2. Dr Graham Pineo finds 150-200K annual PE deaths. Evelyn Zamula finds 630K PE cases with 220K fatalities. Colucciello found 200K DVT/PE deaths. Schreiber reports 200K deaths and says PE is the leading cause of preventable hospital deaths.

3 . PE is, often as not, undiagnosed and misdiagnosed (Zamula). PE often causes fatal cardiac arrest or arrhythmia. Without an autopsy, no one knows that PE was the cause of the heart failure. Zamula quotes Jan M. Orenstein, MD, professor of pathology, George Washington University School of Medicine and Director of Autopsy, saying "Pulmonary emboli are a relatively common finding at autopsy, usually unsuspected and frequently the cause of death." Angrist reports that PE is the most undiagnosed and misdiagnosed entity in all of medicine.

4. DVT also leads to disability or death from stroke. About 25% of adults have a right/left shunt, a small hole in the heart that allows venous blood to pass into arterial circulation without passing through the lungs. This allows clots to pass on to the brain, causing stroke. Stroke can also result from clots formed in the arterial system, such as in atrial fibrilation, which is more likely during air travel, while coagulability is elevated. In 1950 stroke was the 11th leading cause of death. Today it is third, and it is on track to pass cancer in about ten years. How much of this is due to air travel is not known. Most strokes caused by air travel would occur several days or more after the trip and no one would know it was caused by air travel.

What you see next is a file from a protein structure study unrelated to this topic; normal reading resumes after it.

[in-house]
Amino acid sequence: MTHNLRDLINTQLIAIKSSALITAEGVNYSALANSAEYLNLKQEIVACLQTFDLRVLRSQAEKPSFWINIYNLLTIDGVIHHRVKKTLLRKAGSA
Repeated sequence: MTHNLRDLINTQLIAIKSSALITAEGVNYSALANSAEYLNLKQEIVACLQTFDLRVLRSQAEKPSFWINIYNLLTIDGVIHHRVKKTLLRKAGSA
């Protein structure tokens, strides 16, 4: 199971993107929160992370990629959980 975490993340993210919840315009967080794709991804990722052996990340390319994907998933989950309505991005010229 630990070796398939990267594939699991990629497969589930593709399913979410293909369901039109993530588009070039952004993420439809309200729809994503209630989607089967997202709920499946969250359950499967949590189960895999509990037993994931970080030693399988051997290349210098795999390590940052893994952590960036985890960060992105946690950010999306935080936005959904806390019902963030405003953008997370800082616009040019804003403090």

Of air travel thrombosis victims contacting, about 7% suffered strokes. Of 168,000 stroke deaths, about 80% are ischaemic, caused by clots. Of those, 40% are cryptogenic, probably caused by a clot passing through a right/left shunt. Of those, probably 33%, or about 17,000 are due to air travel. Again, this is conservative because it doesn't include those caused by arterial clotting.

5. PE leads to pulmonary hypertension in perhaps 5% of victims, which often leads to necessity for heart/lung transplant or, failing that, death.

How much of this is caused by air travel?